Category: Mortgage

Why do Different Lenders offer Different Mortgage Interest Rates?

When you begin the home buying process, you’ll quickly learn that different lenders offer you different loan programs and rates for loans that seem to be exactly the same.

You may get a personalized letter in the mail from a lender offering you an amazing low interest rate for a mortgage, or you see an online ad offering something similar and with an offer of no closing costs.

But when you inquire with a loan officer at your bank, the rate they offer you as an existing customer doesn’t match up. Why is that?

All Lenders Are Not Created Equal

Well, there a couple of reasons. When it comes to interest rates, not every lender is on equal footing. Banks have specific loan programs and rates offered by their organizations. Other lenders have access to more and sometimes better rates because they may have more funding available for loans from a variety of investors.

But this doesn’t necessarily mean that a bank or larger lender will be able to provide you with the best loan program. This is because each lender has different operating costs and overhead, which can result in higher fees. Every lender has a different pricing structure, which may make it confusing for you, the borrower.

Ads and Offers

The other factor that’s important to understand when shopping for a loan is the difference between an advertisement and a real loan offer.

Unfortunately, there’s still a lot of confusing advertising in our industry. In spite of all the new advertising regulations, many lenders use attractive “lowest rate” ads as a way to get you to call them. But when you read the small print and talk to them, more often than not, the interest rates being offered are only for “qualified borrowers,” which usually ends up meaning that 99.5% of borrowers can’t qualify that amazingly low rate.

For example, you may need a near-perfect credit score, put down 20% or more for a down-payment, have income within a certain bracket, and debts within a certain ratio, and the list goes on and on.

Compare Interest Rates and Terms That Are Best For Your Specific Situation.

The most important thing in selecting the right mortgage is to work with an experienced, loan officer who can realistically assess your financial situation. This means you’ll need to provide some information about your income, credit history, assets and debt, and maybe even some details about the home you’re looking to buy or refinance before providing you with a “real” interest rate.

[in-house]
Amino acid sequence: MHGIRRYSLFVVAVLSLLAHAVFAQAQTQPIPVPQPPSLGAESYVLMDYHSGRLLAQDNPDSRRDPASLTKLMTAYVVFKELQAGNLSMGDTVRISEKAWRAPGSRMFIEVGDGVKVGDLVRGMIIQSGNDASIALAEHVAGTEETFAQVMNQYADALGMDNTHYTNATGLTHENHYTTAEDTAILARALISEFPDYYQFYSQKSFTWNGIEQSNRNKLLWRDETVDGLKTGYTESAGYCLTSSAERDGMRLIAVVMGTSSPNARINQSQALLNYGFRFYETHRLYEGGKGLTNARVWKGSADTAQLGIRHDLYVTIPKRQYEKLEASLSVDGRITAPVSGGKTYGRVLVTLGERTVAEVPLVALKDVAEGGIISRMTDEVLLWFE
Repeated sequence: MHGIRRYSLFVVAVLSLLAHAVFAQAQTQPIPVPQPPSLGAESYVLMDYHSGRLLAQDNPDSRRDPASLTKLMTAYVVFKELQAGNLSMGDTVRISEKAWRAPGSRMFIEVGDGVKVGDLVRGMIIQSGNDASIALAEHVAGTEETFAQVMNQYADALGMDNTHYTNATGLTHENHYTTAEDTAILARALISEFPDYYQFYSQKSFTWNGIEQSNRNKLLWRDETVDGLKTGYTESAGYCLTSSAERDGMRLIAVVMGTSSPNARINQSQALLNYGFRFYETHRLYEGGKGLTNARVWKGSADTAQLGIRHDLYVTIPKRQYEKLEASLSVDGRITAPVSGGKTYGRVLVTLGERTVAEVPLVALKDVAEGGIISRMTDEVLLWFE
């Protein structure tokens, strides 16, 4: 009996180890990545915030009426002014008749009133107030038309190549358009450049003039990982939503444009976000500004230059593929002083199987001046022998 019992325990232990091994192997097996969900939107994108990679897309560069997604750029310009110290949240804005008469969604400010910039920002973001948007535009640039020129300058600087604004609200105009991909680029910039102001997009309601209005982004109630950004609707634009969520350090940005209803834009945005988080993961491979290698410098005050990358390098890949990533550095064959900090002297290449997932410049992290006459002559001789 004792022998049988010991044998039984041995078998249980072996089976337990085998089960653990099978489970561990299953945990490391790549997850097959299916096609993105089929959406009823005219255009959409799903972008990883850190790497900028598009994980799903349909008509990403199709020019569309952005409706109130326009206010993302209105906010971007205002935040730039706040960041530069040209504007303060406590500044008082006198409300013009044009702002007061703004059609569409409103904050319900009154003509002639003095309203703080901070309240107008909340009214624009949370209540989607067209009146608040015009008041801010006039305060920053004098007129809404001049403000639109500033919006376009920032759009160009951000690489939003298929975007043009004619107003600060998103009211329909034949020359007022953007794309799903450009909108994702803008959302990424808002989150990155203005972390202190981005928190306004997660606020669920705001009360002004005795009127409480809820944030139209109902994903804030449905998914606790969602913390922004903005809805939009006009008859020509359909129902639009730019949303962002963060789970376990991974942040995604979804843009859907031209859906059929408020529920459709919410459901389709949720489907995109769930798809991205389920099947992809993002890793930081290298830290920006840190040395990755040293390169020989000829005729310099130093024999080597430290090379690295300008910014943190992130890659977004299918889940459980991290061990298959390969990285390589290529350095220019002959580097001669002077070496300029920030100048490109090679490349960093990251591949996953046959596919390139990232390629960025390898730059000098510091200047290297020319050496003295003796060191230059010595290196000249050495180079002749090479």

When you’re ready to start the home loan process give me a call for a free pre-qualification review so we can determine the right home loan solution for you!

What is Private Mortgage Insurance (PMI)?

Private mortgage insurance (PMI) is an insurance policy used to protect lenders in the event that a borrower is unable to make payments on their mortgage. Certain home loans are viewed by lenders as being a higher risk than other loans. In the cases where loans are perceived as being riskier-ones in which the lender will need to cover 80% or more of the principal-the borrower is required to get private mortgage insurance (PMI).

private mortgage insurance [city2]

A PMI is made available from two sources: the government and private insurers. The primary government mortgage insurer is the Federal Housing Administration (FHA), while the private insurers are corporations.

It’s important for homebuyers in [city2] to understand that the lender does not pay the premiums on this type of insurance policy; the borrower does. And if the borrower defaults on their home loan, the lender is the beneficiary.

The precise percentage rate of the private mortgage loan varies depending on your down payment, but it can be anywhere from slightly over 1% to just under 0.4% of the original loan amount, paid annually. Those numbers may not seem intimidating on the surface, but they add up.

For conventional loans, the PMI must remain in place until the loan reaches 78-80% of the Loan To Value (LTV). So in the case of a 30-year loan, the borrower would be responsible for making PMI payments for roughly 24 years. In a few instances, the PMI never goes away and lasts for the entirety of the loan payments.

The good news about PMIs is that from the year 2007 and on, the payments are tax-deductible. Created around the time of the housing crisis and economic downturn, this form of payment allowed the total annual payments to count as an itemized deduction (with a few restrictions in place, mainly the household income). If you have any further questions I am happy to help or if you’re ready to set up a free pre-qualification review, contact me today!